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Jeff Saturday Among Five Former Colts Named 2018 Pro Football Hall Of Fame Nominees

Posted Sep 12, 2017

Intro: The Pro Football Hall of Fame on Tuesday announced its modern-era nominees for its Class of 2018, a list which included five former Indianapolis Colts players, including, for the first time, center Jeff Saturday.

INDIANAPOLIS — Jeff Saturday is on the list.

The great Indianapolis Colts center on Tuesday was one of five former Colts players named to a list of 108 players and coaches who made the initial cut as Modern-Era nominees for the Pro Football Hall of Fame’s Class of 2018.

Saturday’s listing comes in his first year of eligibility, as any nominee must have last played or coached at least five full seasons to be eligible for nomination.

The four other former Colts players on Tuesday’s list have been named nominees in years past: running back Edgerrin James, center Ray Donaldson, guard/tackle Chris Hinton and linebacker Cornelius Bennett.

Safety Bob Sanders — who was named to the initial list of nominees for last year’s Pro Football Hall of Fame class — was not among those listed this year.

Here’s a bit on each Colts’ 2018 nominee:


Edgerrin James
Statistically one of the greatest running backs in NFL history, Edgerrin James two years ago, in his second year of eligibility, was one of 15 finalists for the Pro Football Hall of Fame Class of 2016 — the same class that ended up including James’ former teammate, Marvin Harrison, and head coach, Tony Dungy.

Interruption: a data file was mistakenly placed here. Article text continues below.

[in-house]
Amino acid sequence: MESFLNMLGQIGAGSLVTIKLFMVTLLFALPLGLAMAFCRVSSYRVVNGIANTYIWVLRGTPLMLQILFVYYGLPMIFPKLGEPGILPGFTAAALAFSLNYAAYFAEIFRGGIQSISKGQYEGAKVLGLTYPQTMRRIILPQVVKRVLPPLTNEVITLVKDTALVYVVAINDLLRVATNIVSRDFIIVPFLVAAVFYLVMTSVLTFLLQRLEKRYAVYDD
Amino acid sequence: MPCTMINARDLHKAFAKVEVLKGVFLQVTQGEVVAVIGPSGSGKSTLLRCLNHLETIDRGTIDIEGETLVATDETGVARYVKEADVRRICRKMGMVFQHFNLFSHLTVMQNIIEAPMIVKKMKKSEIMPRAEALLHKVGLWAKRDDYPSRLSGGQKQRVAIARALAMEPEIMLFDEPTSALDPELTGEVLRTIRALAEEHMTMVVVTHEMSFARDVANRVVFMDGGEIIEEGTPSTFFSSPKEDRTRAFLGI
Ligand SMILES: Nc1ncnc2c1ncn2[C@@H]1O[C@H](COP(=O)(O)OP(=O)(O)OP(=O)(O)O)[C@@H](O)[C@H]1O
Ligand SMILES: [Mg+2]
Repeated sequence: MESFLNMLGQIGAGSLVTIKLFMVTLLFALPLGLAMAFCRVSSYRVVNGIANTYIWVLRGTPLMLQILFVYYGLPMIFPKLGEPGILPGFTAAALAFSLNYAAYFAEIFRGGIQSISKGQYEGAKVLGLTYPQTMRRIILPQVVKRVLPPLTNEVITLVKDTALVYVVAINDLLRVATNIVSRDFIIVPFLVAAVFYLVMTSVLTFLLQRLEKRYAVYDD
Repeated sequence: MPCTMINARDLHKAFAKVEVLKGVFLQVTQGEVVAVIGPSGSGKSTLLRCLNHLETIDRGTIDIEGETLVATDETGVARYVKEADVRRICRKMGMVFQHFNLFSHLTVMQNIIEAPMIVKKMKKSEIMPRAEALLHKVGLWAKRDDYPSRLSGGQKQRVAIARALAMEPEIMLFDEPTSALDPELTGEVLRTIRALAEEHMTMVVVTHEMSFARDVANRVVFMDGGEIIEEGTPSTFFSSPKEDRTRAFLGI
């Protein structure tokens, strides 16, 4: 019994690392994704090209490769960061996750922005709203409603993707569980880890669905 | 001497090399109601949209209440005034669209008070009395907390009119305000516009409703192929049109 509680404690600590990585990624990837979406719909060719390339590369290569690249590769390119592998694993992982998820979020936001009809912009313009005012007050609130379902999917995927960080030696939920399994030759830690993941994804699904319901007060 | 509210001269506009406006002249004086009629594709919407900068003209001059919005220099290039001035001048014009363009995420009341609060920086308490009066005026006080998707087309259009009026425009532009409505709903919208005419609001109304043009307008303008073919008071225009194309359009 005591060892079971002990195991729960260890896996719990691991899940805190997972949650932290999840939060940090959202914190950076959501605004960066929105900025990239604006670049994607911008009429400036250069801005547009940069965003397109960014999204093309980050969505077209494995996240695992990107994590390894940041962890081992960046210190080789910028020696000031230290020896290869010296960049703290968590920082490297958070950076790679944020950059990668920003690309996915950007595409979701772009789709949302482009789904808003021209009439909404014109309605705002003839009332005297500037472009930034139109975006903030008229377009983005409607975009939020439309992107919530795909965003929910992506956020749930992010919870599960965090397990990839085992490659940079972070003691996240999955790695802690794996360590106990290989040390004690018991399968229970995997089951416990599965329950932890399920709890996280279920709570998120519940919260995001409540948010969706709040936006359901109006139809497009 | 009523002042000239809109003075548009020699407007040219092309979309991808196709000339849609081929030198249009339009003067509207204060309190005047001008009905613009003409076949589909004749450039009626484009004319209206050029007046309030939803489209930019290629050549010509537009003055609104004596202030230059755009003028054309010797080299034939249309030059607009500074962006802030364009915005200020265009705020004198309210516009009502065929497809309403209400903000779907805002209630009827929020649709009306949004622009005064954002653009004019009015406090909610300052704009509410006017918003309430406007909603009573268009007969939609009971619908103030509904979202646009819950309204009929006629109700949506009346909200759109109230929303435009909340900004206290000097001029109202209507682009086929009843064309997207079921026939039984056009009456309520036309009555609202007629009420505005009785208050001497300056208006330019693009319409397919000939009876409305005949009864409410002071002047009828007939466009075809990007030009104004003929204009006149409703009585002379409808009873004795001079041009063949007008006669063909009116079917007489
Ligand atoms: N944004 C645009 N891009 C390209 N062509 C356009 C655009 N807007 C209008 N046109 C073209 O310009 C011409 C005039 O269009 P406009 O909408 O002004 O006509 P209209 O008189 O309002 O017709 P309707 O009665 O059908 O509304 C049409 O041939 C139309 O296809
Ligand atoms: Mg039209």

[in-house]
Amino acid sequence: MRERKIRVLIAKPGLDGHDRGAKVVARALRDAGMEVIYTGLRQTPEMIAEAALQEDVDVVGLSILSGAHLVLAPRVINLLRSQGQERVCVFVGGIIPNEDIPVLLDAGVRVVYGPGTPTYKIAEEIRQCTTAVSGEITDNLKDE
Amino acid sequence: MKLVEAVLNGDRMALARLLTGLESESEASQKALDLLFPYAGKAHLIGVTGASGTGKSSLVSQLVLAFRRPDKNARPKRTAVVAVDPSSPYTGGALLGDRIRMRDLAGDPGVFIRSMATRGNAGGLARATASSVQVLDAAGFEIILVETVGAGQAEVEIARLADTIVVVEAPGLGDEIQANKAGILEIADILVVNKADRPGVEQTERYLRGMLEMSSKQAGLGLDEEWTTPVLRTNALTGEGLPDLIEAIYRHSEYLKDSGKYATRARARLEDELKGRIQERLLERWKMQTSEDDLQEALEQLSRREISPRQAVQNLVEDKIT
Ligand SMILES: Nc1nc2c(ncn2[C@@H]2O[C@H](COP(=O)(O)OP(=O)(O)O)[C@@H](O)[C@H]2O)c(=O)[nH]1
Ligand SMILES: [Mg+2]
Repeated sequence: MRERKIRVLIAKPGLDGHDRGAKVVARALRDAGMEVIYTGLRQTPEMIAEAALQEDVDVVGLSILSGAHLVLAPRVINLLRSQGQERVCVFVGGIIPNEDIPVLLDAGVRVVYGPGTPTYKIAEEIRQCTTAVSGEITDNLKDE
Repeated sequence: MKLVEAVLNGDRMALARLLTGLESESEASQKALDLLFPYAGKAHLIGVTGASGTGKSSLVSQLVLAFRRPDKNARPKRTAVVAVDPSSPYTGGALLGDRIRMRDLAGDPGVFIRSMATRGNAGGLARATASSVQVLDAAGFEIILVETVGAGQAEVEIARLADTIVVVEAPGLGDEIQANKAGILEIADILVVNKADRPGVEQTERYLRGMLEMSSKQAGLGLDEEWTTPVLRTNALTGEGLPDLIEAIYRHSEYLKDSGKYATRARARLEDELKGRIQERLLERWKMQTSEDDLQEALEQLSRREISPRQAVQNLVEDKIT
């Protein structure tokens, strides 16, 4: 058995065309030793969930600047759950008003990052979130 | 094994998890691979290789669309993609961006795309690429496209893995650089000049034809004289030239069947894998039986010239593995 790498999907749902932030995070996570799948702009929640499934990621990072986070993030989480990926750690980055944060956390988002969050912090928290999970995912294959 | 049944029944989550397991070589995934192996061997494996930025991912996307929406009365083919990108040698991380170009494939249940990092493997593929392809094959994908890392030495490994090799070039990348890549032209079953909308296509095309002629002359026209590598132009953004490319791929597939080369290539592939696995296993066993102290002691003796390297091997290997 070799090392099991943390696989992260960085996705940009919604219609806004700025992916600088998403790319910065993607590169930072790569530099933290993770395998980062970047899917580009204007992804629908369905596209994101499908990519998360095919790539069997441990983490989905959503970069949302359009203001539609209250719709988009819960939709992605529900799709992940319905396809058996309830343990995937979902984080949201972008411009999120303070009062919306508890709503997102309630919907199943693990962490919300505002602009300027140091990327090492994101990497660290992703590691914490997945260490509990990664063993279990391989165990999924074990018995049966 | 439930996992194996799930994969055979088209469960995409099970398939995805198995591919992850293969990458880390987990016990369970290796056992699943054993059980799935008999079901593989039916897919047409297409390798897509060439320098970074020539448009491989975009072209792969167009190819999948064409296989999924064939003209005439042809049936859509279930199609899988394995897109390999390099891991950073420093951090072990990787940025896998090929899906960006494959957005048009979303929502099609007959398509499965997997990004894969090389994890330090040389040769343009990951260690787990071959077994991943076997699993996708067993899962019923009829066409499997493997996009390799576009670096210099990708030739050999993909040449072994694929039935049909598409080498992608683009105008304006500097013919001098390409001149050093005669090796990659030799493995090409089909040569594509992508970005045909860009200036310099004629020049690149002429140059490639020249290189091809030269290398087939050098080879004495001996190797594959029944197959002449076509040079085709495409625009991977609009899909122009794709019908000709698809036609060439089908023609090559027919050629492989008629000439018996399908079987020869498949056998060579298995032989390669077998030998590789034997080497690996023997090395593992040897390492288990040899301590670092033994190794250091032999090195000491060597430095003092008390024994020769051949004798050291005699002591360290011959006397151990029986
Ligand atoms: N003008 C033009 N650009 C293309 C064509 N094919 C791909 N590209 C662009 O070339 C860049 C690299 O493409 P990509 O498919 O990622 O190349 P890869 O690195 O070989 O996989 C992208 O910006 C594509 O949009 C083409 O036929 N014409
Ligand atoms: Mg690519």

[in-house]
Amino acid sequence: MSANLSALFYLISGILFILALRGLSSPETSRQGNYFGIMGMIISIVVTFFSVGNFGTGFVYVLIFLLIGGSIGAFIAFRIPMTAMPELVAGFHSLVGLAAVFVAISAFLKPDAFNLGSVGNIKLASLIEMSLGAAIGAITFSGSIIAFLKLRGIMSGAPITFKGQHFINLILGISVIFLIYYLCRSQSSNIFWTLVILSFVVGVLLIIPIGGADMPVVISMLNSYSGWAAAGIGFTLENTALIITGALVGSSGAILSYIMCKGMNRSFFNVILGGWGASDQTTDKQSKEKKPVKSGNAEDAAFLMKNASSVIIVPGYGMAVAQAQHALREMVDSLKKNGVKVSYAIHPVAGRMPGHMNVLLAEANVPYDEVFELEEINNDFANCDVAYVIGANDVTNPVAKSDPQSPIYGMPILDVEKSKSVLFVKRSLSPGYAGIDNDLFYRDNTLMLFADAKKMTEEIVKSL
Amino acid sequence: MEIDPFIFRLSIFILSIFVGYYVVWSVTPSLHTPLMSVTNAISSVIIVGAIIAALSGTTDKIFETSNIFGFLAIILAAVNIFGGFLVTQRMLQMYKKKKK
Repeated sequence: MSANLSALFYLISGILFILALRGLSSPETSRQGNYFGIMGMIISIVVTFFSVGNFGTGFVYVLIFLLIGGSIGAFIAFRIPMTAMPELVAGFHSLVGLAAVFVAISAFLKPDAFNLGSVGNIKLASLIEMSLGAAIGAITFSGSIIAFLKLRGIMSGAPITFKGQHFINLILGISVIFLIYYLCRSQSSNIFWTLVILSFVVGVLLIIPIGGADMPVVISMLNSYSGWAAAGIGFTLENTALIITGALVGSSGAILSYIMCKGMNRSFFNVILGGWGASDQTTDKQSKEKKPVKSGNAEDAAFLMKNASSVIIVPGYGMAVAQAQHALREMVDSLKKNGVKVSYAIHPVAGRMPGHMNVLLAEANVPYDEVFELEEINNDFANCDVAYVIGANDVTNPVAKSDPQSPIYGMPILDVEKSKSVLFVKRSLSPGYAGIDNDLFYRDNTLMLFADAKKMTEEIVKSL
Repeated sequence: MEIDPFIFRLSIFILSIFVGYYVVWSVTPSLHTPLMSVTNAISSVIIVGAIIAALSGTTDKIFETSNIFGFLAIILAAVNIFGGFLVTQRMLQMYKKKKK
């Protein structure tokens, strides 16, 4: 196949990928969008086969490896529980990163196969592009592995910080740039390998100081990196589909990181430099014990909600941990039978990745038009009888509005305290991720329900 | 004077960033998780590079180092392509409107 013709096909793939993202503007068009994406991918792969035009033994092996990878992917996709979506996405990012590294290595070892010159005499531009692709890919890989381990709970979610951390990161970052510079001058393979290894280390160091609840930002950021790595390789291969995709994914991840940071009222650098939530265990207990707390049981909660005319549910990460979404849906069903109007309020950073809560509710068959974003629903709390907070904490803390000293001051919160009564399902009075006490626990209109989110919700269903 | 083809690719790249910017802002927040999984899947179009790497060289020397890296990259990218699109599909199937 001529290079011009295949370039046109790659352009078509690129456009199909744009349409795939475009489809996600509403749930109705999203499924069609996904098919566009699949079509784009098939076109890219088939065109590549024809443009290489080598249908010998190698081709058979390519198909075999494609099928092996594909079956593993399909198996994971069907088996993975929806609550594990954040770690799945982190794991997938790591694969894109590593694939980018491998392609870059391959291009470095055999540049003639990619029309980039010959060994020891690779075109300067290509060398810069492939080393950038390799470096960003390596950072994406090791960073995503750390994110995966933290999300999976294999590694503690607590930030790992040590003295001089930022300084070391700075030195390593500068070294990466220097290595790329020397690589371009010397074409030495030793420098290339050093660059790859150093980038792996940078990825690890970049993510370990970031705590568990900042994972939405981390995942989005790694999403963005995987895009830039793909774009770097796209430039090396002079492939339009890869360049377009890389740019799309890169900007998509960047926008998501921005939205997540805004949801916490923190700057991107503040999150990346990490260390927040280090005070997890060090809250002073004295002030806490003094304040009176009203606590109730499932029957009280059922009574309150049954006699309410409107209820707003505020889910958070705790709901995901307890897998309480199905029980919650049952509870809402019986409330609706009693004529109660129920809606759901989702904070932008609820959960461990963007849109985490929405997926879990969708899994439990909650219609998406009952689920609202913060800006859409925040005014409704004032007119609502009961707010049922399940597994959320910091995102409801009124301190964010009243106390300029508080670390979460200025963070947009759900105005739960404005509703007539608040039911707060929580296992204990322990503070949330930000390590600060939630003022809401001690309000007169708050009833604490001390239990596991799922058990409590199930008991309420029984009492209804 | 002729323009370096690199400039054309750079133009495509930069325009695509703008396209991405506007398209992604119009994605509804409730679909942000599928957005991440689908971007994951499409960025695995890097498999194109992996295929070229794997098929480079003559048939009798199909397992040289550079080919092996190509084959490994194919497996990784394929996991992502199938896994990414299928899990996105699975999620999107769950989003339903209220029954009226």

James played 11 NFL seasons, including his first seven with the Indianapolis Colts. In his career, James was named to four Pro Bowls and rushed for 12,246 yards, which ranks 11th on the all-time list. His 15,610 total yards from scrimmage ranks 11th all-time among running backs, and is more than Hall of Fame backs Eric Dickerson, Jerome Bettis and Jim Brown.

The Colts’ fourth-overall pick in the 1999 NFL Draft out of Miami, James lit up the league from the start in his NFL Offensive Rookie of the Year campaign, leading the league in rushing with 1,553 rushing yards and also scoring 13 touchdowns on the ground and four touchdowns through the air.

He’s the greatest running back in Colts history, and leads the franchise in career rushing yards (9,226), rushing touchdowns (64), rushing yards per game average (96.1), rushing yards in a single season (1,709 in 2000) and most seasons with 1,000 rushing yards (five).


Ray Donaldson
A second-round draft choice of the Colts in 1980, Donaldson became one of the most dependable offensive linemen in franchise history, starting 152 straight games at center from 1981 to 1991 before breaking his leg during a September 1991 game against the Los Angeles Raiders. He would return to start all 16 games the following season.

Donaldson was selected to the Pro Bowl four straight seasons from 1986 to 1989, and at the time of his departure from the Colts, he had played in the third most games in franchise history (184).

Donaldson also had successful stops in Seattle (1993 and 1994) and Dallas (1995 and 1996) after his days in Indianapolis were over, earning Pro Bowl selections with the Cowboys both seasons.

Donaldson's name has appeared on the preliminary ballot for the Pro Football Hall of Fame for several years.


Chris Hinton